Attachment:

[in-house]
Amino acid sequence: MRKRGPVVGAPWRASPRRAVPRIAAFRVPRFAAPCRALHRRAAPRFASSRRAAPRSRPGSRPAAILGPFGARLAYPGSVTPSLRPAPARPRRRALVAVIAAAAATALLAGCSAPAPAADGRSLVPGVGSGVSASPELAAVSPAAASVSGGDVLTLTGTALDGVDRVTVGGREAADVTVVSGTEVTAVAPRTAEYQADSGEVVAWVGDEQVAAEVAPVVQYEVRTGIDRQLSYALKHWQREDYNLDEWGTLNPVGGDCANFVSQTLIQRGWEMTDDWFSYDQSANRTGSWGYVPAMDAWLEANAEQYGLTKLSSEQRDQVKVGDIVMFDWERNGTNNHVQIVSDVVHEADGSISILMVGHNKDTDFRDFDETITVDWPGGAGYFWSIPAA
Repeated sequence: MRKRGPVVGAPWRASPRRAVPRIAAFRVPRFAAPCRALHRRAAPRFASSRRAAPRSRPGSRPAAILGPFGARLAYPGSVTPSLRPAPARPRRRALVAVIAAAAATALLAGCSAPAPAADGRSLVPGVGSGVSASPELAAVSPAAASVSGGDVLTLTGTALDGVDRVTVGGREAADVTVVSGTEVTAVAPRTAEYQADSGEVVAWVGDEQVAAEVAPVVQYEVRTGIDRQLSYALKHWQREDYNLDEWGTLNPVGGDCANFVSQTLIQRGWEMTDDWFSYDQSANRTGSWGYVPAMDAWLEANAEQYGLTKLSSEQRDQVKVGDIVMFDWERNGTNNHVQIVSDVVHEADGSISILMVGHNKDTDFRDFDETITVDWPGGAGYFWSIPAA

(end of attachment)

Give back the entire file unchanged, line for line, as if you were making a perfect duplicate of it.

[in-house]
Amino acid sequence: MRKRGPVVGAPWRASPRRAVPRIAAFRVPRFAAPCRALHRRAAPRFASSRRAAPRSRPGSRPAAILGPFGARLAYPGSVTPSLRPAPARPRRRALVAVIAAAAATALLAGCSAPAPAADGRSLVPGVGSGVSASPELAAVSPAAASVSGGDVLTLTGTALDGVDRVTVGGREAADVTVVSGTEVTAVAPRTAEYQADSGEVVAWVGDEQVAAEVAPVVQYEVRTGIDRQLSYALKHWQREDYNLDEWGTLNPVGGDCANFVSQTLIQRGWEMTDDWFSYDQSANRTGSWGYVPAMDAWLEANAEQYGLTKLSSEQRDQVKVGDIVMFDWERNGTNNHVQIVSDVVHEADGSISILMVGHNKDTDFRDFDETITVDWPGGAGYFWSIPAA
Repeated sequence: MRKRGPVVGAPWRASPRRAVPRIAAFRVPRFAAPCRALHRRAAPRFASSRRAAPRSRPGSRPAAILGPFGARLAYPGSVTPSLRPAPARPRRRALVAVIAAAAATALLAGCSAPAPAADGRSLVPGVGSGVSASPELAAVSPAAASVSGGDVLTLTGTALDGVDRVTVGGREAADVTVVSGTEVTAVAPRTAEYQADSGEVVAWVGDEQVAAEVAPVVQYEVRTGIDRQLSYALKHWQREDYNLDEWGTLNPVGGDCANFVSQTLIQRGWEMTDDWFSYDQSANRTGSWGYVPAMDAWLEANAEQYGLTKLSSEQRDQVKVGDIVMFDWERNGTNNHVQIVSDVVHEADGSISILMVGHNKDTDFRDFDETITVDWPGGAGYFWSIPAA